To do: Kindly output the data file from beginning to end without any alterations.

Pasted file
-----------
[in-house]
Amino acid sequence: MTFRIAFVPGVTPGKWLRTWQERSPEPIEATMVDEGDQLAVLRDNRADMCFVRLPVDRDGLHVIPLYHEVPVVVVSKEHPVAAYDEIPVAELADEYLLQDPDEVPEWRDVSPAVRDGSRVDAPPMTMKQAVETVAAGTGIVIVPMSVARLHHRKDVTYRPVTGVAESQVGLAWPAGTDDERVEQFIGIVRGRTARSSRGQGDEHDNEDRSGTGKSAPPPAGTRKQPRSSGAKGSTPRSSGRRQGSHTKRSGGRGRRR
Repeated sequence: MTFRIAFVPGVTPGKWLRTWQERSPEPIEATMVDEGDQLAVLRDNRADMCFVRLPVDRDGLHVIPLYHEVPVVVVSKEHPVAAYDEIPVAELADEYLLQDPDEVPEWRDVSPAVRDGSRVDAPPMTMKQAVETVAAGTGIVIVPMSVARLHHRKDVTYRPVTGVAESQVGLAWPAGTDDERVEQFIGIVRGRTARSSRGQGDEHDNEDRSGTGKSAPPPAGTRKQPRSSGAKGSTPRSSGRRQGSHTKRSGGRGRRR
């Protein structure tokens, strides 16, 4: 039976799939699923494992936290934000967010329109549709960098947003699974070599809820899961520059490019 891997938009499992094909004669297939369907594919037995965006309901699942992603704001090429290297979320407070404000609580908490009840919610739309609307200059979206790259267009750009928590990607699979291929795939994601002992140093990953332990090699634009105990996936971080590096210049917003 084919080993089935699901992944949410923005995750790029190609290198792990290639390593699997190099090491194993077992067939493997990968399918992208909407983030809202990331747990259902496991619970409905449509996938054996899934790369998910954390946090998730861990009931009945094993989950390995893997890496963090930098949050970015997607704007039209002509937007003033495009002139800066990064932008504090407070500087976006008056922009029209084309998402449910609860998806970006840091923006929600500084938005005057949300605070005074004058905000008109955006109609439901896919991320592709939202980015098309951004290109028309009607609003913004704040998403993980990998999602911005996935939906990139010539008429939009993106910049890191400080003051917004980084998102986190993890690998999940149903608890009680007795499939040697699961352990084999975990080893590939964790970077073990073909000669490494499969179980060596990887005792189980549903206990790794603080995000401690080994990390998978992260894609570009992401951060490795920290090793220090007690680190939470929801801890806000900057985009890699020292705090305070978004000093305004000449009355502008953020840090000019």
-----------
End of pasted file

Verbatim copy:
[in-house]
Amino acid sequence: MTFRIAFVPGVTPGKWLRTWQERSPEPIEATMVDEGDQLAVLRDNRADMCFVRLPVDRDGLHVIPLYHEVPVVVVSKEHPVAAYDEIPVAELADEYLLQDPDEVPEWRDVSPAVRDGSRVDAPPMTMKQAVETVAAGTGIVIVPMSVARLHHRKDVTYRPVTGVAESQVGLAWPAGTDDERVEQFIGIVRGRTARSSRGQGDEHDNEDRSGTGKSAPPPAGTRKQPRSSGAKGSTPRSSGRRQGSHTKRSGGRGRRR
Repeated sequence: MTFRIAFVPGVTPGKWLRTWQERSPEPIEATMVDEGDQLAVLRDNRADMCFVRLPVDRDGLHVIPLYHEVPVVVVSKEHPVAAYDEIPVAELADEYLLQDPDEVPEWRDVSPAVRDGSRVDAPPMTMKQAVETVAAGTGIVIVPMSVARLHHRKDVTYRPVTGVAESQVGLAWPAGTDDERVEQFIGIVRGRTARSSRGQGDEHDNEDRSGTGKSAPPPAGTRKQPRSSGAKGSTPRSSGRRQGSHTKRSGGRGRRR
């Protein structure tokens, strides 16, 4: 039976799939699923494992936290934000967010329109549709960098947003699974070599809820899961520059490019 891997938009499992094909004669297939369907594919037995965006309901699942992603704001090429290297979320407070404000609580908490009840919610739309609307200059979206790259267009750009928590990607699979291929795939994601002992140093990953332990090699634009105990996936971080590096210049917003 084919080993089935699901992944949410923005995750790029190609290198792990290639390593699997190099090491194993077992067939493997990968399918992208909407983030809202990331747990259902496991619970409905449509996938054996899934790369998910954390946090998730861990009931009945094993989950390995893997890496963090930098949050970015997607704007039209002509937007003033495009002139800066990064932008504090407070500087976006008056922009029209084309998402449910609860998806970006840091923006929600500084938005005057949300605070005074004058905000008109955006109609439901896919991320592709939202980015098309951004290109028309009607609003913004704040998403993980990998999602911005996935939906990139010539008429939009993106910049890191400080003051917004980084998102986190993890690998999940149903608890009680007795499939040697699961352990084999975990080893590939964790970077073990073909000669490494499969179980060596990887005792189980549903206990790794603080995000401690080994990390998978992260894609570009992401951060490795920290090793220090007690680190939470929801801890806000900057985009890699020292705090305070978004000093305004000449009355502008953020840090000019």